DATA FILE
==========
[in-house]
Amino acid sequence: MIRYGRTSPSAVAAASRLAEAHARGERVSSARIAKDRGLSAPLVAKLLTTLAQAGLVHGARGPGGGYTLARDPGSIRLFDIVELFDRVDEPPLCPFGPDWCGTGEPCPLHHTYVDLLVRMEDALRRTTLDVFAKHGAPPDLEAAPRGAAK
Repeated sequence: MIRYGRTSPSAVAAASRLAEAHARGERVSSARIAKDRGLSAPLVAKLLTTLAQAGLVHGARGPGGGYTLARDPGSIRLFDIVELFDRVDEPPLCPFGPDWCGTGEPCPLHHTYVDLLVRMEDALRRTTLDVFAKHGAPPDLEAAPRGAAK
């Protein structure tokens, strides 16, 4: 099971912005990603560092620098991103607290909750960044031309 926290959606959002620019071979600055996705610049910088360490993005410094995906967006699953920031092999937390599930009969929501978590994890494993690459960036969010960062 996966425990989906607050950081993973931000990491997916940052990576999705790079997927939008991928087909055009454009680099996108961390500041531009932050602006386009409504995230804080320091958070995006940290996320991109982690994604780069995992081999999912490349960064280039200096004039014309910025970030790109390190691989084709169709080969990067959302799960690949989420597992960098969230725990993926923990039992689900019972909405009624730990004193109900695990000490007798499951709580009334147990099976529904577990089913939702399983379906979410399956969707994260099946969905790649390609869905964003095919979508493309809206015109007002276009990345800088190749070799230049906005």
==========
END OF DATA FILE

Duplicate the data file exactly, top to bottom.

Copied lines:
[in-house]
Amino acid sequence: MIRYGRTSPSAVAAASRLAEAHARGERVSSARIAKDRGLSAPLVAKLLTTLAQAGLVHGARGPGGGYTLARDPGSIRLFDIVELFDRVDEPPLCPFGPDWCGTGEPCPLHHTYVDLLVRMEDALRRTTLDVFAKHGAPPDLEAAPRGAAK
Repeated sequence: MIRYGRTSPSAVAAASRLAEAHARGERVSSARIAKDRGLSAPLVAKLLTTLAQAGLVHGARGPGGGYTLARDPGSIRLFDIVELFDRVDEPPLCPFGPDWCGTGEPCPLHHTYVDLLVRMEDALRRTTLDVFAKHGAPPDLEAAPRGAAK
């Protein structure tokens, strides 16, 4: 099971912005990603560092620098991103607290909750960044031309 926290959606959002620019071979600055996705610049910088360490993005410094995906967006699953920031092999937390599930009969929501978590994890494993690459960036969010960062 996966425990989906607050950081993973931000990491997916940052990576999705790079997927939008991928087909055009454009680099996108961390500041531009932050602006386009409504995230804080320091958070995006940290996320991109982690994604780069995992081999999912490349960064280039200096004039014309910025970030790109390190691989084709169709080969990067959302799960690949989420597992960098969230725990993926923990039992689900019972909405009624730990004193109900695990000490007798499951709580009334147990099976529904577990089913939702399983379906979410399956969707994260099946969905790649390609869905964003095919979508493309809206015109007002276009990345800088190749070799230049906005």